One Top Hill resident reported coming home in the early afternoon and finding a dark green van parked near his house. When he unlocked the door, he found his home in a shambles, with his computer and other valuables bundled up. When police showed up 10 minutes after his call, the officers warned him the burglars might still be inside the house. Christmas gifts were riffled and his coin collection was missing. “They would have taken a lot more, I am sure, but I returned earlier than they expected.”

Police did not return our email asking just how out-of-the-ordinary this crime spree really is. However, by comparison Officer Matt Butler of the Louisville Metro Police Deparment told the NuLu Business Association meeting last Wednesday that the NuLu area of East Market has had only a couple incidents of car break-ins in the past month.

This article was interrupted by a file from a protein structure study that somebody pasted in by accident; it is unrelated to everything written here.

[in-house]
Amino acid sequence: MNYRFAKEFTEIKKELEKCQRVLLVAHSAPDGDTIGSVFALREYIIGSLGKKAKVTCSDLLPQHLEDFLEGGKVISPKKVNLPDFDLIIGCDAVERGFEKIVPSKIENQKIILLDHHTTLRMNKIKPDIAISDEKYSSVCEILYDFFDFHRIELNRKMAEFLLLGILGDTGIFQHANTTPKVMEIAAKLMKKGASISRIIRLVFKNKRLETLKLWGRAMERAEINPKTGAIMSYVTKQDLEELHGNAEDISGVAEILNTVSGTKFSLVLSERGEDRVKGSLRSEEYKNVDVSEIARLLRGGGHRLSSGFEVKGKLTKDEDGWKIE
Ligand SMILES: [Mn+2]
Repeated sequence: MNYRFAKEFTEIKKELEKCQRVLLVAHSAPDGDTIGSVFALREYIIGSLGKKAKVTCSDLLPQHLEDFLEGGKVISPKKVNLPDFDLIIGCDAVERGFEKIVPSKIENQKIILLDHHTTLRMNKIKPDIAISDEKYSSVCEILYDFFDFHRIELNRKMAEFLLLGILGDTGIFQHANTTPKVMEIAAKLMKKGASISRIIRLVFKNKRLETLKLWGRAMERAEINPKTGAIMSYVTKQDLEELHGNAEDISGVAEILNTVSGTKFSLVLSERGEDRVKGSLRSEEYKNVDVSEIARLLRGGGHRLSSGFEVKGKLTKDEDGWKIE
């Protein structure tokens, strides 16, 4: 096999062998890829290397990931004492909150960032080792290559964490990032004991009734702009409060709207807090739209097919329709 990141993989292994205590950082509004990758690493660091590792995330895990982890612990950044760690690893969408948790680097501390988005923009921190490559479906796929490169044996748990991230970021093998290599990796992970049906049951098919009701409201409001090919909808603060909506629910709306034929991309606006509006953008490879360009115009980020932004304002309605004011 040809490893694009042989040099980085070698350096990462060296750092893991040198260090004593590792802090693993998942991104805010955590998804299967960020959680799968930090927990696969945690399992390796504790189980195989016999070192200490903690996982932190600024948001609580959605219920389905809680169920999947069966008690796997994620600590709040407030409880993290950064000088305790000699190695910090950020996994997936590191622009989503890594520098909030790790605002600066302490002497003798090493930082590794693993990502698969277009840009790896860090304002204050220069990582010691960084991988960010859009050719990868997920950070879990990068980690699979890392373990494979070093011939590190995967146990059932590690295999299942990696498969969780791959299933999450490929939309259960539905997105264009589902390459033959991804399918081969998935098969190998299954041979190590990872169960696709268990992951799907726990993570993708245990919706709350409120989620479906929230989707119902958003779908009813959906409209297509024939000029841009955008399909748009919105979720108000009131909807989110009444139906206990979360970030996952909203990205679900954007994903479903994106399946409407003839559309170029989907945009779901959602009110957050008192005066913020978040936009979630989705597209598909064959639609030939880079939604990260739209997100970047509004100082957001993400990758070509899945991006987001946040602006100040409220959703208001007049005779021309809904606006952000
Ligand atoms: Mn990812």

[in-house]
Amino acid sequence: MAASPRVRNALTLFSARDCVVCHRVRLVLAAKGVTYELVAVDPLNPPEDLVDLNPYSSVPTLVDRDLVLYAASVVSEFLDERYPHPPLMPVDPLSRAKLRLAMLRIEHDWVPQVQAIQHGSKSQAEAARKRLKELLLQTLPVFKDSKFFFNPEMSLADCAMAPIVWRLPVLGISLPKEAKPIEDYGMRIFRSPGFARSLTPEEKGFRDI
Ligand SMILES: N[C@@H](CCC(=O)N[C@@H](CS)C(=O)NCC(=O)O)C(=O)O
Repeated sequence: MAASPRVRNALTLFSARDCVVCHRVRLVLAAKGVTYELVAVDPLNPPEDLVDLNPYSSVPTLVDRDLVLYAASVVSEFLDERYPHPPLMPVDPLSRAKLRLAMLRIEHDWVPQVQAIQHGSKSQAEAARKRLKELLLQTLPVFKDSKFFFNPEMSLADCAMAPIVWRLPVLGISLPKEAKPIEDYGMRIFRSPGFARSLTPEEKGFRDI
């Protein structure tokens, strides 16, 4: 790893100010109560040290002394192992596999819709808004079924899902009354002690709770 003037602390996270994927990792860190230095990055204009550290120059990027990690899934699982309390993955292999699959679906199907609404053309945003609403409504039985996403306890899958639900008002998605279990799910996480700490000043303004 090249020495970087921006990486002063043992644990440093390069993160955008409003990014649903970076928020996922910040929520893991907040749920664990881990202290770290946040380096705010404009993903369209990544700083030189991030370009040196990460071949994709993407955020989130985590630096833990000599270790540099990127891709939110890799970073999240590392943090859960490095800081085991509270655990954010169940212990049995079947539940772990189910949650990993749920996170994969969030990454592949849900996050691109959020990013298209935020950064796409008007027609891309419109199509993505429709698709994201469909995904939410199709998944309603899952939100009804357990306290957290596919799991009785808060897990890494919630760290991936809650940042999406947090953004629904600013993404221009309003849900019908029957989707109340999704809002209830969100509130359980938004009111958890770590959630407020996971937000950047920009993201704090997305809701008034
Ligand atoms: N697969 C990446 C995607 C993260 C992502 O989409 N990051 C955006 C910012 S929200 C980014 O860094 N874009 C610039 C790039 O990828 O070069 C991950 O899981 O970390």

There are a lot of tips for home and neighborhood security available at the National Sheriff’s Association Neighborhood Watch website, including a checklist for keeping your home safe while you’re away on vacation. And good ol’ McGruff the Crime Dog has a whole section of his website devoted for home security tips for kids.

But a lot of it is common sense. Lock those doors, folks. Leave your porch lights on at night. Look out for your neighbors and for their property.

No matter what neighborhood you live in.

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14 thoughts on “Residents say the Highlands, other neighborhoods 'under siege' from burglaries